The inquest into rock fishing deaths are on in Sydney this week.
The inquest into rock fishing deaths are on in Sydney this week. Contributed

The day I almost became a rock-fishing death statistic

THE Daily Examiner's fishing columnist Dick Richards could be one of the statistics used to prove the dangers of rock fishing.

When he lived at Avoca, on the NSW Central Coast, Mr Richards was fishing at his favourite rock fishing haunt at Copacabana on a calm, quiet day when a small wave knocked him off his feet.

"It was the calmest day, you would not have thought you were in any danger," he said.

"I was bending down behind a rock to get some cunje, when some wash just swirled around me and sucked me into a plug hole I didn't even know was there.

"Luckily for me, the next wave washed me back out again.

"You know the best feeling I can remember was this stray dog that used to come along with me was licking me on the face. It was the best feeling, I can tell you."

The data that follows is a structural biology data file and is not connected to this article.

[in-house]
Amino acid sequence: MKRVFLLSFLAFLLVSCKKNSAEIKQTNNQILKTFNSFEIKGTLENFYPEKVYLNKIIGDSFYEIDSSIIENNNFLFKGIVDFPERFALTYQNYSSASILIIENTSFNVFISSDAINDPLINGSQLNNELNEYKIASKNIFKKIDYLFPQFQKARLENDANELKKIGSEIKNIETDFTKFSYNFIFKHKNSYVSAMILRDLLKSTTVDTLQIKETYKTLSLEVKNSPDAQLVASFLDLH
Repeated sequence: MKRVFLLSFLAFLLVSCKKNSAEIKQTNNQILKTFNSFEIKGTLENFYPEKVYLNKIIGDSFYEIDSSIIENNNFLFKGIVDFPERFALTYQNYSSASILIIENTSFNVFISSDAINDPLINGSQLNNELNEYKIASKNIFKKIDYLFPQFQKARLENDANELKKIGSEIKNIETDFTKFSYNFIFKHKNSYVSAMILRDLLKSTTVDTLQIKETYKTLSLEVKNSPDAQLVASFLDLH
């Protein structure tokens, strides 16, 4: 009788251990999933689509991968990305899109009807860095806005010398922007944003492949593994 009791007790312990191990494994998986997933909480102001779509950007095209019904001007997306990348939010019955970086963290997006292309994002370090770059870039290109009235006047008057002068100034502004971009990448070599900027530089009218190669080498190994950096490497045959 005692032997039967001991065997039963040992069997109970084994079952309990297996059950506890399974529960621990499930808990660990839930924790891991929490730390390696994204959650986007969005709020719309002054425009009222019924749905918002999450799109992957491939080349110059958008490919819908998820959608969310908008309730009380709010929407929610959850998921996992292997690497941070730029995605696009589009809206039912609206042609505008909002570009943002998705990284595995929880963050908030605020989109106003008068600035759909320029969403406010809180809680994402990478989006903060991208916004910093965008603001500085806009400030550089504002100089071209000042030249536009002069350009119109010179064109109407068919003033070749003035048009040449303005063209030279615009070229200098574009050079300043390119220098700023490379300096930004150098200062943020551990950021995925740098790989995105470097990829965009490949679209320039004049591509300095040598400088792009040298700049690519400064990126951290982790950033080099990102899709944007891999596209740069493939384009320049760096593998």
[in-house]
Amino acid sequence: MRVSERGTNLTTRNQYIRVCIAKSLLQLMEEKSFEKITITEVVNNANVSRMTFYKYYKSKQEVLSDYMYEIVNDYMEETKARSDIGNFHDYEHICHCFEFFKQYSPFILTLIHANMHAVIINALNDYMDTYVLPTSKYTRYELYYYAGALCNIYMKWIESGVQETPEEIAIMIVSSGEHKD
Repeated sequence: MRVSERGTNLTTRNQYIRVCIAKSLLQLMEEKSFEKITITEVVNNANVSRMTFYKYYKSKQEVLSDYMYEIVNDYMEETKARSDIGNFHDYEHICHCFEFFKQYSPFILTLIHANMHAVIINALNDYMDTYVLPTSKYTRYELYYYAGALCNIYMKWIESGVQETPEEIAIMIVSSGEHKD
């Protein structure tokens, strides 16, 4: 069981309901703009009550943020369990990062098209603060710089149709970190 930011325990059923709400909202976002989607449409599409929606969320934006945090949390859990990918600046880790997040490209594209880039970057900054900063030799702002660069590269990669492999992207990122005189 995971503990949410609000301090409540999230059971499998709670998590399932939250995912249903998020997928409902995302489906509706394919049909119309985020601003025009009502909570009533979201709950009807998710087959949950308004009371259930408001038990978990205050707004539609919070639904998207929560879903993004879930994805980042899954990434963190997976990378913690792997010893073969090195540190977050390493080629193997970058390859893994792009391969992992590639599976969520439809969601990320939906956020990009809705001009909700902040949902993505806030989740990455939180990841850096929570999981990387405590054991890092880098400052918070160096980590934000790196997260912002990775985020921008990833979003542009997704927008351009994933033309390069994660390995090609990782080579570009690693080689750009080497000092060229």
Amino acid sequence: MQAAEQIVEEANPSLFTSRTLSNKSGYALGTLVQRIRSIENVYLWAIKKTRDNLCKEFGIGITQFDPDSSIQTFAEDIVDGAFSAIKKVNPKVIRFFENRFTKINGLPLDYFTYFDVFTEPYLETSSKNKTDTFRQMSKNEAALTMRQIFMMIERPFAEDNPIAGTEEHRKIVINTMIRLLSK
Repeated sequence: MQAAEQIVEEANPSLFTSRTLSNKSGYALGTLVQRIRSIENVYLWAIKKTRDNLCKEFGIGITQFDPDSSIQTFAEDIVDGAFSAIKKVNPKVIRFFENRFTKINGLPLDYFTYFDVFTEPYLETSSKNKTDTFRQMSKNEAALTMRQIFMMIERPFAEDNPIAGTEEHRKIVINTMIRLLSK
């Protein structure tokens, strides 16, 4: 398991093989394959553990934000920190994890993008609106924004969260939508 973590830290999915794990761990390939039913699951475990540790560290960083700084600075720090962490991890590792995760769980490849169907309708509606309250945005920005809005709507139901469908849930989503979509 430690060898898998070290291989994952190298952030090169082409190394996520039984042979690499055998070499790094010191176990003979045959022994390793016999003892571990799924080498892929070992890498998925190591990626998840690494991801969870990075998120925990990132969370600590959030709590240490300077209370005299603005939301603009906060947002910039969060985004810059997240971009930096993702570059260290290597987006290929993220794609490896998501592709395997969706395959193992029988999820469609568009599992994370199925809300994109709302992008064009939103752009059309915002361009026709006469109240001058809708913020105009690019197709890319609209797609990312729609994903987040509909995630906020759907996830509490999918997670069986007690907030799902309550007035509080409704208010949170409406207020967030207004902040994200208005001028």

A Coronial Inquest yesterday began looking into the deaths of eight NSW rock fishermen in the past two years.

One of the victims was 62-year-old Greg Reardon who was drowned at Turners Beach, Yamba in January 2014 when he was swept from the breakwall.

In 2014 the sport was the leading cause of coastal drownings in NSW and has claimed 68 lives in Australia in the past five years.

Mr Richards acknowledged the danger of rock fishing, but for keen anglers the risk was worth it.

"The main attraction is you're almost sure to catch something - drummer, blackfish, bream, tailor, salmon," he said.

"The fish are in the white water swirling around the rocks, feeding off whatever gets swept from the rocks into the water."

Even though the victims under investigation are all male, Mr Richards does not think the problem is a macho attitude.

"I don't think rock fishermen go out there to challenge the elements, they go out for the challenge of catching fish," he said.

Mr Richard said danger was always there while fishing off the rocks, but there were plenty of things anglers could to cut the risks.

He said checking the tides, the prevailing conditions, what direction the sea is running and the depth of the water in front of the rocks you are fishing should be mandatory.

"You should also have someone fishing with you at all times," he said.

Mr Richards said a life jacket was also a good idea, although the boating jackets were unwieldy.

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